Man in solitary confinement sues Louisiana correctional center citing cruel punishment


Abigail Schmidt


Ava Acharya, News Editor

Tomarcus Porter said that he is unable to exercise properly, treat his mental health, sanitize his environment or protect himself from harsh weather conditions while incarcerated in solitary confinement at Rayburn Correctional Center, according to a civil action lawsuit which he filed against the correctional facility in response to these conditions.

The lawsuit, recorded Sept. 9 in the Eastern District Court of Louisiana, was also filed against Head Warden Travis Day, Warden of Security Kevin Luper, and Rayburn’s Administrative Warden, Karla Wheat, according to the lawsuit’s official paperwork.

The suit’s paperwork further details Porter’s desperation. He claimed, in the lawsuit, that he attempted to report within the correctional center before deciding to file the suit as a final plea for justice.

“I ask the wardens for change, and we inmates on disciplinary segregation still have not gotten the right change,” Porter wrote in the lawsuit, referring to his being in solitary confinement.

According to the Louisiana state legislature, civil action lawsuits are official requests for the enforcement of a legal right. In his paperwork for the lawsuit, Porter specifically cites the Eighth Amendment to the United States Constitution as a reason for filing, since it outlaws cruel and unusual punishment.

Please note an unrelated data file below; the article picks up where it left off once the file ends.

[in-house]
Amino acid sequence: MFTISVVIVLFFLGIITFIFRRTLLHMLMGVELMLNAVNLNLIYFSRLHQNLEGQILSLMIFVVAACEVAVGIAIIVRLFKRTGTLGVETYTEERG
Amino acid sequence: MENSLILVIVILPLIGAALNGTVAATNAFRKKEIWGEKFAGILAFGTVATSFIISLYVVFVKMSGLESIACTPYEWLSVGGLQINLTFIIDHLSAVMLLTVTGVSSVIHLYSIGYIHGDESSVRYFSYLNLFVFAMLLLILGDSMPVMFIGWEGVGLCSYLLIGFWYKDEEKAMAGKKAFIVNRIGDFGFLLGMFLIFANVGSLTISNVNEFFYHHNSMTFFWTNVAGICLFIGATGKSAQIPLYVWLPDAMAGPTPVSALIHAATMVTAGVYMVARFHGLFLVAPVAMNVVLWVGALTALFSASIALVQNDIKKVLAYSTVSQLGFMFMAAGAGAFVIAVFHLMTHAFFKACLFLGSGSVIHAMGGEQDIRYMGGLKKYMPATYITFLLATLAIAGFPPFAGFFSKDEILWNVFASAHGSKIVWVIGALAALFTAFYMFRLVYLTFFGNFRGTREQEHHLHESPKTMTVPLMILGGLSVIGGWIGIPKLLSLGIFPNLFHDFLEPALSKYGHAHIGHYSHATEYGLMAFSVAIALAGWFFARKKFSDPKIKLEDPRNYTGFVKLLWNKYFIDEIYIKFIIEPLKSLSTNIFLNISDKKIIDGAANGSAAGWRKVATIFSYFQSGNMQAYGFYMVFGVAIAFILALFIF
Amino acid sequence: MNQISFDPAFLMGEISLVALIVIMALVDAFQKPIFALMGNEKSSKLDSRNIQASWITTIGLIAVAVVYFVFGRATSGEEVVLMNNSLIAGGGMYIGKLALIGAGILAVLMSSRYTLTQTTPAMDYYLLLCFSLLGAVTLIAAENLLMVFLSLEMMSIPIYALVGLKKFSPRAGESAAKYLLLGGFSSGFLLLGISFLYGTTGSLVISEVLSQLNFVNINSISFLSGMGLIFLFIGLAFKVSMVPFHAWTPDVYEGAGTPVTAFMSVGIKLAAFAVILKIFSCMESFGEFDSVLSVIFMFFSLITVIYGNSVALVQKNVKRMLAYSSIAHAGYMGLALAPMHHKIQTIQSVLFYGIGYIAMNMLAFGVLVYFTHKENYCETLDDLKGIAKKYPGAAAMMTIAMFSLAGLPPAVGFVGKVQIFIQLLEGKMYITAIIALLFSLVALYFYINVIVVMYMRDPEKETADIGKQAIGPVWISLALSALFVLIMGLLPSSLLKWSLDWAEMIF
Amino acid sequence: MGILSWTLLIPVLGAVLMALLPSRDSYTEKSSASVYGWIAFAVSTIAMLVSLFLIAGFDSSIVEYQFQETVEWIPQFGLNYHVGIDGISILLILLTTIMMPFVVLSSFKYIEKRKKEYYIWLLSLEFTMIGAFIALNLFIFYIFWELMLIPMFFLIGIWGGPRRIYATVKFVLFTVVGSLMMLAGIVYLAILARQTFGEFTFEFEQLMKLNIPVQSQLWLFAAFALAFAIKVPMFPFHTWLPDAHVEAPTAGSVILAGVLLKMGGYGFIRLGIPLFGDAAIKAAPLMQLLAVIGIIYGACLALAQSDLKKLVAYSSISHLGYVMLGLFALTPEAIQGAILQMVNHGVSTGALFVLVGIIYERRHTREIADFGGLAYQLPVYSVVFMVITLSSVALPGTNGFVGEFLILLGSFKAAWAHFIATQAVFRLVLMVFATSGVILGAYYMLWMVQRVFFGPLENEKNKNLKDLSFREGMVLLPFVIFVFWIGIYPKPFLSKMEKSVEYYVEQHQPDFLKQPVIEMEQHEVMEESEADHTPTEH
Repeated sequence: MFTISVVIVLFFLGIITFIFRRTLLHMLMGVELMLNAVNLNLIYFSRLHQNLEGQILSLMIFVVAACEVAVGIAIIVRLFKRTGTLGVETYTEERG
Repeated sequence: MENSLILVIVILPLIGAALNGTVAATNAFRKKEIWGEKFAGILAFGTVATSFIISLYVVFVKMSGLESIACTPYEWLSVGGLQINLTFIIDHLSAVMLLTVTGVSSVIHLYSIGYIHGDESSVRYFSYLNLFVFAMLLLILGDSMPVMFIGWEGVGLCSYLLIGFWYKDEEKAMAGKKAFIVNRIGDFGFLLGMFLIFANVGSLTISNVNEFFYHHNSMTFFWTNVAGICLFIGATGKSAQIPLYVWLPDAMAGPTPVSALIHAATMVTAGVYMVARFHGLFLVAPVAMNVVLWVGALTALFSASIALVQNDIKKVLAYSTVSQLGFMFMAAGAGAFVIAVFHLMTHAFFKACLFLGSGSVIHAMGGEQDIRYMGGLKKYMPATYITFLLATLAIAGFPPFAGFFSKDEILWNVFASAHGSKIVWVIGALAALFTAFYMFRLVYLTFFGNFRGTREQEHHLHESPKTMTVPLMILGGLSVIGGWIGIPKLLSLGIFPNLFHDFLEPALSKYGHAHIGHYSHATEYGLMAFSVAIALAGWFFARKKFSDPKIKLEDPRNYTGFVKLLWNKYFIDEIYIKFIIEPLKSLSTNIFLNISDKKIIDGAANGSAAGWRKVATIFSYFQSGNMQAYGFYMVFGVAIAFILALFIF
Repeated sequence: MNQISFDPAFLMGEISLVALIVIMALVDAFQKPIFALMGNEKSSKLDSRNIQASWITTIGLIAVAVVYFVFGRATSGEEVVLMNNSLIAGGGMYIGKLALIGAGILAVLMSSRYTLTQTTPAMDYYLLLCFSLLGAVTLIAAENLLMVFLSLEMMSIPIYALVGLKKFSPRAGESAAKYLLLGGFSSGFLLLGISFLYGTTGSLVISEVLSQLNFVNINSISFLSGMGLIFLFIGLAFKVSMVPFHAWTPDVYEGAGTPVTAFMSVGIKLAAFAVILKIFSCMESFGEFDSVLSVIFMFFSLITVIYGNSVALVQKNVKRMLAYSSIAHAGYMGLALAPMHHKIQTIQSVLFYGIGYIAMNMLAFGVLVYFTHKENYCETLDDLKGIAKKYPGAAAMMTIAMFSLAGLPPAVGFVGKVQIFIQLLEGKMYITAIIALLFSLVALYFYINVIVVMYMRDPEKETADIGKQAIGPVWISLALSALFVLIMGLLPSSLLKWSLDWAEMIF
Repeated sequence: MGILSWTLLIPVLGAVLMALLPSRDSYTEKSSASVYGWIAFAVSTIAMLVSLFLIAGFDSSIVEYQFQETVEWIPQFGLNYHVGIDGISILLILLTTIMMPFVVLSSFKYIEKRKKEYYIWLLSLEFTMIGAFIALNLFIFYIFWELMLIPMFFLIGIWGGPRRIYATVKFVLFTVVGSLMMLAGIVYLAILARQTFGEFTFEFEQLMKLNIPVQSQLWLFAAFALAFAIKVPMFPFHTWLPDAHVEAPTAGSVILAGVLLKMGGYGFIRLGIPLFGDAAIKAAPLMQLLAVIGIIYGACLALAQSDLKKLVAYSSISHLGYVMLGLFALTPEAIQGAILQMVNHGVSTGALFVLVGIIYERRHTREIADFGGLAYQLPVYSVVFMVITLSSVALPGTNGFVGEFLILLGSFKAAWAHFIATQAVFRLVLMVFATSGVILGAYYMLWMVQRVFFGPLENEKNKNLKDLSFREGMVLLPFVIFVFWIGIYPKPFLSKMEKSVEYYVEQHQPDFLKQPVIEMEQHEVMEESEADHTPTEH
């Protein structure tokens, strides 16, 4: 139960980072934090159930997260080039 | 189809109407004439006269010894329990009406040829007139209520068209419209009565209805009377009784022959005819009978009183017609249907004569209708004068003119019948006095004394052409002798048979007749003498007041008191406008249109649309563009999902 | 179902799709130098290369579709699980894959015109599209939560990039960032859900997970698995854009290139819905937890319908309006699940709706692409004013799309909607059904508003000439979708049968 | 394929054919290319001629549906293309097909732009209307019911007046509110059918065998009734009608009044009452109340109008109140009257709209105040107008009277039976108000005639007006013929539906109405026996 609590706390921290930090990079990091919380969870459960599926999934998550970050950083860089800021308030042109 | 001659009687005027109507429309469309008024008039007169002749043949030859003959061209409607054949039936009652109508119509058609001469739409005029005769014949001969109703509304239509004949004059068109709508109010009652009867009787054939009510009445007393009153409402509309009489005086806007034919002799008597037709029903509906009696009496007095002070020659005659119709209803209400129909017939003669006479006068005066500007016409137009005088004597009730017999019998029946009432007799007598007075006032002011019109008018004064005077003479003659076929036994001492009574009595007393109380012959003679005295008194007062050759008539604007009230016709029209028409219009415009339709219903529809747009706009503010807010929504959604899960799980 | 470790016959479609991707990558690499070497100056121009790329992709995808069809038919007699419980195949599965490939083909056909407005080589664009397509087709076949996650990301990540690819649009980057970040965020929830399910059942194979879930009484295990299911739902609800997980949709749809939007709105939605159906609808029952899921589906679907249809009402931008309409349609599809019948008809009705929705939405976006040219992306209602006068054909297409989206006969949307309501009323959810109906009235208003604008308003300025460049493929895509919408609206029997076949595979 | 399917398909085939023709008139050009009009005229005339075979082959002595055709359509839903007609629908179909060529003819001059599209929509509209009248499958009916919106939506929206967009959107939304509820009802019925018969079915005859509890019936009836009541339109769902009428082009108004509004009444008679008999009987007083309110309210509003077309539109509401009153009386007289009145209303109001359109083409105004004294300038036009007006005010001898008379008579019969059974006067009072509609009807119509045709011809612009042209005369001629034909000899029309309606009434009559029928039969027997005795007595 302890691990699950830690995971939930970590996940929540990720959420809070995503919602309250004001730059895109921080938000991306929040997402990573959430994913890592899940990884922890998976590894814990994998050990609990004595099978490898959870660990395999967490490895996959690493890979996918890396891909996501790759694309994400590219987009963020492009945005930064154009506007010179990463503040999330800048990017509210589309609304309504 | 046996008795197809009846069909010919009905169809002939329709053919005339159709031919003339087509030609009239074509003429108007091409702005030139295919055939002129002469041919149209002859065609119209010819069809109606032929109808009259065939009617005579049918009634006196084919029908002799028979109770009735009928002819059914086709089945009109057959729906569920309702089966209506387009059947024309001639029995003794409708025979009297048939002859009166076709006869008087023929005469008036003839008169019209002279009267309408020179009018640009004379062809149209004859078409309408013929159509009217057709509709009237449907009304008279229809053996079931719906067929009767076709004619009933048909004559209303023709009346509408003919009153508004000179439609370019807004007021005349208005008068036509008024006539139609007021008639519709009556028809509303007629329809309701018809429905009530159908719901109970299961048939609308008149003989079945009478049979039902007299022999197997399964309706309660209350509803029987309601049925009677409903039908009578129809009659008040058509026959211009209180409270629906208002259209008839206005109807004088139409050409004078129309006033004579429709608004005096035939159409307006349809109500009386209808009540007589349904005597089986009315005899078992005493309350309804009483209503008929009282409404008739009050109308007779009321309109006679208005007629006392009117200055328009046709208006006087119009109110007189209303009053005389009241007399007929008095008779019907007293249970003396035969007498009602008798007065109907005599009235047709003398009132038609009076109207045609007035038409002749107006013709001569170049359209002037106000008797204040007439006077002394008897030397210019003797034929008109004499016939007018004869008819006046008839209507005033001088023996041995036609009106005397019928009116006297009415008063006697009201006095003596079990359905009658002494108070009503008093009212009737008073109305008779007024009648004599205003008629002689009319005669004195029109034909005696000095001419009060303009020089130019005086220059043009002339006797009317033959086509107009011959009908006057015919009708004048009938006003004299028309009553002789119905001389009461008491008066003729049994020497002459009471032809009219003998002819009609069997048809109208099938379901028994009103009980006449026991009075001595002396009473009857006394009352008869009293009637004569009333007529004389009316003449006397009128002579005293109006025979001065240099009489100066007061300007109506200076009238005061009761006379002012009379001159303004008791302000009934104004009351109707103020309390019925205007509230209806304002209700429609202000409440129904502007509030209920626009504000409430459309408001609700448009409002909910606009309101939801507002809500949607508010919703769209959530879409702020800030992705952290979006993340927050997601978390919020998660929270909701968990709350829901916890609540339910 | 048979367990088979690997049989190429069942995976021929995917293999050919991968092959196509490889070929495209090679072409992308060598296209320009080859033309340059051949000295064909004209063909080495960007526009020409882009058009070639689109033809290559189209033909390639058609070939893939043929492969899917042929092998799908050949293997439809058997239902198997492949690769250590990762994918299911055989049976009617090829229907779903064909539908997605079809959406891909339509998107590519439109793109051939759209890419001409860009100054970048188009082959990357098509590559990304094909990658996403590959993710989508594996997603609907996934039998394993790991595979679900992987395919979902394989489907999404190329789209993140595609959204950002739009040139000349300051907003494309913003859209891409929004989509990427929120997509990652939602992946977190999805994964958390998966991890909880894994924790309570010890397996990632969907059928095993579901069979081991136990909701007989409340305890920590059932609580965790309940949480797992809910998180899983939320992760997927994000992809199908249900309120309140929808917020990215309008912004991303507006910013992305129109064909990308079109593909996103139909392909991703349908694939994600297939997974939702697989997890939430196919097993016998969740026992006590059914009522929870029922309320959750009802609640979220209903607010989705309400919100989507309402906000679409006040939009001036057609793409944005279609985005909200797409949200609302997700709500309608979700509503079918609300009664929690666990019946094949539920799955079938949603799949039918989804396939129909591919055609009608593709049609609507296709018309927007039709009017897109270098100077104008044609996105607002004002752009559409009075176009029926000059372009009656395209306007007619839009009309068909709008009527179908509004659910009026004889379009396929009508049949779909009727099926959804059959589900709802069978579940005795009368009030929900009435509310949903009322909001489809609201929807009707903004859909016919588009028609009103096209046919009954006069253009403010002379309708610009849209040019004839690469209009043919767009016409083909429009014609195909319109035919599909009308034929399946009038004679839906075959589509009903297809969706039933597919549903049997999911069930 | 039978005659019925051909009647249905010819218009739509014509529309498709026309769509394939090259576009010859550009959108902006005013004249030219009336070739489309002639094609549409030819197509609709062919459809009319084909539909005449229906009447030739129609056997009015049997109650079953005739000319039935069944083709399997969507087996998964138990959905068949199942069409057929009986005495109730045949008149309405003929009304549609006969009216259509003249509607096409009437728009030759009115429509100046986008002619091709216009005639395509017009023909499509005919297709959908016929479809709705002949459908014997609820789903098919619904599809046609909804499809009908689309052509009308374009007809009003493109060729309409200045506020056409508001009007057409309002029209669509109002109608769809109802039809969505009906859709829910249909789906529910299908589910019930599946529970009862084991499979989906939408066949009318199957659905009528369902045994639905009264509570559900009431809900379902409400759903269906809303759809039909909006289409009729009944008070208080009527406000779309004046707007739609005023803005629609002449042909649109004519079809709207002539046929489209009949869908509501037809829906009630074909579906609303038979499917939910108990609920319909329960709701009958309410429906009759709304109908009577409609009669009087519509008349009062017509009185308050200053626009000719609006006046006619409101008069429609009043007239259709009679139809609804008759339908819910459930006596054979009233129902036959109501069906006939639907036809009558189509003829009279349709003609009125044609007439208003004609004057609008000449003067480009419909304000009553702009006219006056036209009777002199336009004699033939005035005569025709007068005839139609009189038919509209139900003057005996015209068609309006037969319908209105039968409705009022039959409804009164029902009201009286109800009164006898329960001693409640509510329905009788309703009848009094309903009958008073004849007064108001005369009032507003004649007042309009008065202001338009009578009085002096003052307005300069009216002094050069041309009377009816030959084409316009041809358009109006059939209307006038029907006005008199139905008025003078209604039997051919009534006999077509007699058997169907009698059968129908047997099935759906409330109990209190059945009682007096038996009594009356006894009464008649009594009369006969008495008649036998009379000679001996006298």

A representative from Rayburn Correctional Center wasn’t immediately available for comment on the case.

Loyola University New Orleans’ Jesuit Social Research Institute recently partnered with Rayburn in order to provide college education to those incarcerated at the center.

Annie Phoenix, the executive director of Loyola’s Jesuit Social Research Institute said that the institute is involved with the Stop Solitary Coalition, a statewide group dedicated to ending the practice of solitary confinement within Louisiana prisons. Specifically, Phoenix said, Loyola is involved with the section of the group that focuses on reform through Catholic teachings. Although, she said that the program is not specifically involved with this case.

“We affirm the life and dignity of the human person and believe that we are one human family,” Phoenix said.

Porter said, in his lawsuit filing, that incarcerated people living in solitary confinement at Rayburn Correctional Center are supposed to have one hour of yard time per day, during which they can exercise outside. However, according to Porter’s filing, people incarcerated in his cell block are denied yard time if it is raining outside and instead must stay in their cells. Porter also said that, when they are let outside, he and other incarcerated individuals are kept in restraints which he argued limits movement, preventing effective exercise.

Porter said, in the suit, that not being able to exercise properly “causes health and cardiovascular damage to the human body.”

Additionally, according to Porter’s court filing, those incarcerated in cell confinement are only allowed one hour of yard time per week, while those not in cell confinement are often denied yard time based on the whims of guards.

He said that “most of the time, the officer will flat out refuse to put you on the yard.”